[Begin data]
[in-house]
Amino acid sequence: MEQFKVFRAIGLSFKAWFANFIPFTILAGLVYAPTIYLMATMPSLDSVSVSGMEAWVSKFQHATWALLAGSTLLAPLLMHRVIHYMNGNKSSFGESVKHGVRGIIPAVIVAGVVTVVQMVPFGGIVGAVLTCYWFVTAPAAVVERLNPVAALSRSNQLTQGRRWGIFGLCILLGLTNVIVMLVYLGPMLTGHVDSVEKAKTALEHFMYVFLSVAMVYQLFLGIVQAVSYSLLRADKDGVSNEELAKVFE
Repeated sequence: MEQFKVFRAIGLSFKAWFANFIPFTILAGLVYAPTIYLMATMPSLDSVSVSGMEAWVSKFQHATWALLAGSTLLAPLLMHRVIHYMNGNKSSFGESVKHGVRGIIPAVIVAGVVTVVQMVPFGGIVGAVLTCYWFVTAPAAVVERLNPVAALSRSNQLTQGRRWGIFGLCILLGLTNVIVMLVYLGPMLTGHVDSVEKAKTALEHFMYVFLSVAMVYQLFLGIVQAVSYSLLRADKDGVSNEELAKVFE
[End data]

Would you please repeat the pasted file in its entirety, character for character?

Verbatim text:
[in-house]
Amino acid sequence: MEQFKVFRAIGLSFKAWFANFIPFTILAGLVYAPTIYLMATMPSLDSVSVSGMEAWVSKFQHATWALLAGSTLLAPLLMHRVIHYMNGNKSSFGESVKHGVRGIIPAVIVAGVVTVVQMVPFGGIVGAVLTCYWFVTAPAAVVERLNPVAALSRSNQLTQGRRWGIFGLCILLGLTNVIVMLVYLGPMLTGHVDSVEKAKTALEHFMYVFLSVAMVYQLFLGIVQAVSYSLLRADKDGVSNEELAKVFE
Repeated sequence: MEQFKVFRAIGLSFKAWFANFIPFTILAGLVYAPTIYLMATMPSLDSVSVSGMEAWVSKFQHATWALLAGSTLLAPLLMHRVIHYMNGNKSSFGESVKHGVRGIIPAVIVAGVVTVVQMVPFGGIVGAVLTCYWFVTAPAAVVERLNPVAALSRSNQLTQGRRWGIFGLCILLGLTNVIVMLVYLGPMLTGHVDSVEKAKTALEHFMYVFLSVAMVYQLFLGIVQAVSYSLLRADKDGVSNEELAKVFE